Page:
In 1987, the populations in the Centennial Sandhills were reported to be thriving; however in 1993, Culver observed only a few small populations, suggesting that the number of above-ground stems may vary from year to year.

The removal of natural disturbance regimes, including fire, ungulate grazing and pocket gopher activity, leads to dune stabilization and reduces the extent of early seral blowout vegetation areas upon which this species depends. Painted milkvetch would benefit from restoration of the fire regime and moderate grazing, at least in years following burns. Severe destabilization of the dunes, e.g., from off-road vehicle use, could also threaten its habitat.

  • Additional ReferencesLegend:   View Online Publication
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    • Barneby, R.C. 1964. Atlas of North American Astragalus. 2 Vols. New York Botanical Garden, Bronx, New York. 1188 pp.
    • Culver, D.R. 1993. Sensitive plant species inventory in the Centennial Valley, Beaverhead County, Montana. Unpublished report to the Butte District, Bureau of Land Management. Montana Natural Heritage Program, Helena, 42 pp. plus appendices.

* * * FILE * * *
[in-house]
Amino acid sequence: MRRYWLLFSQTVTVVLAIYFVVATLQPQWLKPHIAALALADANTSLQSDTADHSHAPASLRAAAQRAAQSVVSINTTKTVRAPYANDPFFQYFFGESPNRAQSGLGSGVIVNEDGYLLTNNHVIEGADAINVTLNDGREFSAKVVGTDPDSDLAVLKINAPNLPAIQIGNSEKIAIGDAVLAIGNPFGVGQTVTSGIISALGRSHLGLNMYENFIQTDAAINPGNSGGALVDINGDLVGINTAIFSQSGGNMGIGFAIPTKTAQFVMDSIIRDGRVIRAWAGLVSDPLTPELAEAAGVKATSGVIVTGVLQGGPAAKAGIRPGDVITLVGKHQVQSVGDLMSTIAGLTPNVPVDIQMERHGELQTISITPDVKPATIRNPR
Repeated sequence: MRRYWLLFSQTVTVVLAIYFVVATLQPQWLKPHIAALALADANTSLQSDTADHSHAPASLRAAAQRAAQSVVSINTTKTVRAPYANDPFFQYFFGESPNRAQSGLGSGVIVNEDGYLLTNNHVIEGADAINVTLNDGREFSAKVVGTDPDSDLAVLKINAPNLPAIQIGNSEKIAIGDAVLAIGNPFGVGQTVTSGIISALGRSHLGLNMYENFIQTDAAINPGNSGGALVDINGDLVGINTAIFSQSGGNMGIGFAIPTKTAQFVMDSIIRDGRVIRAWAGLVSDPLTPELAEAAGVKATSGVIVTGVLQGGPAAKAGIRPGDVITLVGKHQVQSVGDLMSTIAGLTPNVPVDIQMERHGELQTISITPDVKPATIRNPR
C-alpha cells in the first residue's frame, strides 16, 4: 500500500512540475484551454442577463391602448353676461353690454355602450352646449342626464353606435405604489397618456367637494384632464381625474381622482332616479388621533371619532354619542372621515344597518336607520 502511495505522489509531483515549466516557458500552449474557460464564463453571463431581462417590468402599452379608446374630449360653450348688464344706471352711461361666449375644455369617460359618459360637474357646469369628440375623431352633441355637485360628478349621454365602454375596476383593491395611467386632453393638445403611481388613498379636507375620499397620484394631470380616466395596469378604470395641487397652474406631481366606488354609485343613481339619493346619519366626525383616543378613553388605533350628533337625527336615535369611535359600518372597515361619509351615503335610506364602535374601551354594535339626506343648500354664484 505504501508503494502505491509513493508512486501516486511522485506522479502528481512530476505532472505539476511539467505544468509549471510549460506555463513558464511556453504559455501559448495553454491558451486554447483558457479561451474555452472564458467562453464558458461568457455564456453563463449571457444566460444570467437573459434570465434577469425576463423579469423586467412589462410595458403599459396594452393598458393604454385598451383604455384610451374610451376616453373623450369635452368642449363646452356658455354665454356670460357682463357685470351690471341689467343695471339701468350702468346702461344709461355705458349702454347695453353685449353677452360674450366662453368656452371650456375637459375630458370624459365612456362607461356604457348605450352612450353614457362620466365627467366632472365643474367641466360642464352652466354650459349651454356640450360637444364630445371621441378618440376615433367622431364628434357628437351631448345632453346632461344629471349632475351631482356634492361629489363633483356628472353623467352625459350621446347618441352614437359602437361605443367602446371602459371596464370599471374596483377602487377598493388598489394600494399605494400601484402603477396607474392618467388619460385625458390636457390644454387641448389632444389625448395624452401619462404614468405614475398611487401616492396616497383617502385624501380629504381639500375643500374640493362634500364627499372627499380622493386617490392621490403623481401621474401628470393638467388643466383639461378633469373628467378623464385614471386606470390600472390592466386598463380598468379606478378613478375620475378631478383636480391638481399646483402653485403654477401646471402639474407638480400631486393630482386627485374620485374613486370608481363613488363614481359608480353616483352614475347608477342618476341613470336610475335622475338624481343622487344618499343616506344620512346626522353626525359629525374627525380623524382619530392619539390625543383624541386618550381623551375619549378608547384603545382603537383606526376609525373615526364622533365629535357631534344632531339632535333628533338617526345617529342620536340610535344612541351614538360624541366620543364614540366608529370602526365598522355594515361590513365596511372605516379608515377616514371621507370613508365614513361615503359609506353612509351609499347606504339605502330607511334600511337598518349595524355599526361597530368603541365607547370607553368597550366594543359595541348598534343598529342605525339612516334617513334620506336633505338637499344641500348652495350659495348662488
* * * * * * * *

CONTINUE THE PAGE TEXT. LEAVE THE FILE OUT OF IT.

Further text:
• Lesica, P. & S. V. Cooper. 1998. Succession and disturbance in sandhills vegetation: constructing models for managing biological diversity. Conservation Biology 13:293-302.
    • Lesica, P., M. T. Lavin, and P. F. Stickney. 2012. Manual of Montana Vascular Plants. Fort Worth, TX: BRIT Press. viii + 771 p.
    • Schassberger, L.A. 1987. The ecology of Astragalus ceramicus var. APUS in relation to succession in the Centennial Sandhills of southwestern Montana. [Progress report to The Nature Conservancy].
    • Schassberger, L.A. 1988. Effects of grazing on the habitat of Astragalus ceramicus var. Apus in the sandhills of the Centennial Valley, Montana. M.A. thesis. University of Montana, Missoula, Montana.
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Citation for data on this website:
Painted Milkvetch — Astragalus ceramicus var. apus.  Montana Field Guide.  .  Retrieved on , from